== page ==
Let's view the category of algebraic spaces as a full subcategory of the category of "spaces" over the opposite category of commutative rings, that is, the category of sheaves on $CRing^{op}$ in the étale topology. Is there any sort of interesting model structure on this category, or a suitable enlargement of it (perhaps by looking at simplicial sheaves or by changing the topology), capturing the theory of formally smooth morphisms (as fibrations)? As a bonus, is there any way to describe the interesting spaces of this category, say algebraic spaces, as a category of fibrant or cofibrant objects?

If there is some obvious failure that I'm overlooking, is there any way to rescue the idea? Is there any homotopical content in the definition of formally smooth morphisms by a lifting property?


This addresses just the last question "Is there any homotopical content...". It would belong into a comment but doesn't fit.

Mathieu Anel shows in a very recommendable article how two classes of maps in the opposite of a locally presentable category, one having the (left/right) lifting property w.r.t. the other, yield factorization systems - every map of the category factors as a map of the left class followed by a map of the right class. To a factorization system he associates a Grothendieck topology (you can just read the two pages addressing this, the article is very readable). Now a category of presheaves over a site is a model category with weak equivalences those morphisms which become isomorphisms after applying sheafification, cofibrations the monomorphisms and fibrations those with the lifting property. This already gives a homotopical content to a lifting system, but yet not as suggested in your question.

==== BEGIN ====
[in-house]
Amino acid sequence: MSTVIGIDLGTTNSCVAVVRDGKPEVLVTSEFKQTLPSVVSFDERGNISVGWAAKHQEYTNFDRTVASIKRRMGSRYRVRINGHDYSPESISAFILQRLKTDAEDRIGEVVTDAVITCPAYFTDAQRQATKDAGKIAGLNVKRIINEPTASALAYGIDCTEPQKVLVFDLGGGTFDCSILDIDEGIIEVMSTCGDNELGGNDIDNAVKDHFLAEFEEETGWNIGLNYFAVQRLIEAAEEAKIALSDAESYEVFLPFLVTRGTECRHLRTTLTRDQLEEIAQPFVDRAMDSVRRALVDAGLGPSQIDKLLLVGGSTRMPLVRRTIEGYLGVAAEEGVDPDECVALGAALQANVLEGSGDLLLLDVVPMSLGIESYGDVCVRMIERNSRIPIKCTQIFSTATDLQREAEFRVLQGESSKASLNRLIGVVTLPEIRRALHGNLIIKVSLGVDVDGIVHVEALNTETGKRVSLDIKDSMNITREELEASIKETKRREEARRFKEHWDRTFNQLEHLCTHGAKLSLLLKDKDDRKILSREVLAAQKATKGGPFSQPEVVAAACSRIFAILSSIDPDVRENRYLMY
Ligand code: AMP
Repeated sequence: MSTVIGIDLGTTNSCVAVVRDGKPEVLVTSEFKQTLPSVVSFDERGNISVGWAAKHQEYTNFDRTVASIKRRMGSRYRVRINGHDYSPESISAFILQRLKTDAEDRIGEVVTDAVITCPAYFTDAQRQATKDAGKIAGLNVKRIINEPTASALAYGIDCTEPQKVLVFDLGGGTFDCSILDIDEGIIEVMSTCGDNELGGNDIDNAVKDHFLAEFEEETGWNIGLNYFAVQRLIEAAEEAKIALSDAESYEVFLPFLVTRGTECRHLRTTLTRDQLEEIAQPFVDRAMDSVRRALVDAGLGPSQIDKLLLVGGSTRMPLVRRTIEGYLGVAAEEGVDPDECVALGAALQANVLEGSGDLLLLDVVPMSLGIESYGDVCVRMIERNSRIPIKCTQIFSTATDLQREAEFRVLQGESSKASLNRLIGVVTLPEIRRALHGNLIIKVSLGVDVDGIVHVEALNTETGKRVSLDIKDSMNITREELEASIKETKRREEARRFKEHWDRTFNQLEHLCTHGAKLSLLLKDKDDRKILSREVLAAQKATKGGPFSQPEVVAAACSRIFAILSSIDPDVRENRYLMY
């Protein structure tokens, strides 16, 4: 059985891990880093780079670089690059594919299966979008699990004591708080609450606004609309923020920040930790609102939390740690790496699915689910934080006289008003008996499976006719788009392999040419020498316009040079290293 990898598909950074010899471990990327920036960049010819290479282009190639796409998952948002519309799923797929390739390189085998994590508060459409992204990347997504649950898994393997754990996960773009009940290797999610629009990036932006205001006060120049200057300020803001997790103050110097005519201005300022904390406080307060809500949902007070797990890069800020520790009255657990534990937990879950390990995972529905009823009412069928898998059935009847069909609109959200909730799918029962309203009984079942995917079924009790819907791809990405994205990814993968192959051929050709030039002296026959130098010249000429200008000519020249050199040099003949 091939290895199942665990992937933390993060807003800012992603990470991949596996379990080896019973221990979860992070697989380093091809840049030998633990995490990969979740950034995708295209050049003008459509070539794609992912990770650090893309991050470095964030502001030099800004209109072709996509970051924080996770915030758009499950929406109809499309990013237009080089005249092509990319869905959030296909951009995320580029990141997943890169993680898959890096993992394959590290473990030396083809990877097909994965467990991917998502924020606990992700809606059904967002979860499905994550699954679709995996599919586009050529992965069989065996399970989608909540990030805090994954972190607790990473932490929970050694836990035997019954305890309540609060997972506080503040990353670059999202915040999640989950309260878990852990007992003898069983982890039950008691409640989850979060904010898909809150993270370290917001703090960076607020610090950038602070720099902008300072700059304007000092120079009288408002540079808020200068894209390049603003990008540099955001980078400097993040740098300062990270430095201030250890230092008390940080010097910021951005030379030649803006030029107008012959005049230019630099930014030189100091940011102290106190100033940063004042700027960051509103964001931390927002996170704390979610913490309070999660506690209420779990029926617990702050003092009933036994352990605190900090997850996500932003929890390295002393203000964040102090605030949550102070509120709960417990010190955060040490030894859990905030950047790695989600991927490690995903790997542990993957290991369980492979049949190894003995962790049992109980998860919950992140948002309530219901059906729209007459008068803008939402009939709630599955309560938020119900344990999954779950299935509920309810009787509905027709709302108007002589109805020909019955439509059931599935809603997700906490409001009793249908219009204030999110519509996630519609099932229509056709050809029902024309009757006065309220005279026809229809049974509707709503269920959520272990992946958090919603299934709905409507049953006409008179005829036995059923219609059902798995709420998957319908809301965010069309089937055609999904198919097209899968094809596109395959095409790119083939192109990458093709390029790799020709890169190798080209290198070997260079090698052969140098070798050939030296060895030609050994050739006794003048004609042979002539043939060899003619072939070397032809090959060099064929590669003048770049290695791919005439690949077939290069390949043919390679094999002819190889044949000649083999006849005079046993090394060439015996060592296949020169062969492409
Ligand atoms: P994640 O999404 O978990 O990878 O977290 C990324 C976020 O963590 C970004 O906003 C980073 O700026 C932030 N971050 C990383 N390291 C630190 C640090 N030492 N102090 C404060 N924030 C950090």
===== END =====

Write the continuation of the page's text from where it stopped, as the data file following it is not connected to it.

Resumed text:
Now if the topology on a site arose via a lifting system, I would guess that the fibrations of the model structure on presheaves can be described in terms of maps from the right class (I am thinking of something like: a map of sheaves is a fibration if every pullback of it into the realm of affines gives a map from the right class). Or maybe one can find a new model structure on presheaves with the same weak equivalences involving both the left and the right class from the site. I guess this is known to someone, but not to me...

  • $\begingroup$ The "map of sheaves is a fibration if every pullback of it into the realm of affines gives a map from the right class" sounds very much like the way one defines a formally smooth map of sheaves, incidentally! $\endgroup$ – Harry Gindi Sep 19 '10 at 18:58

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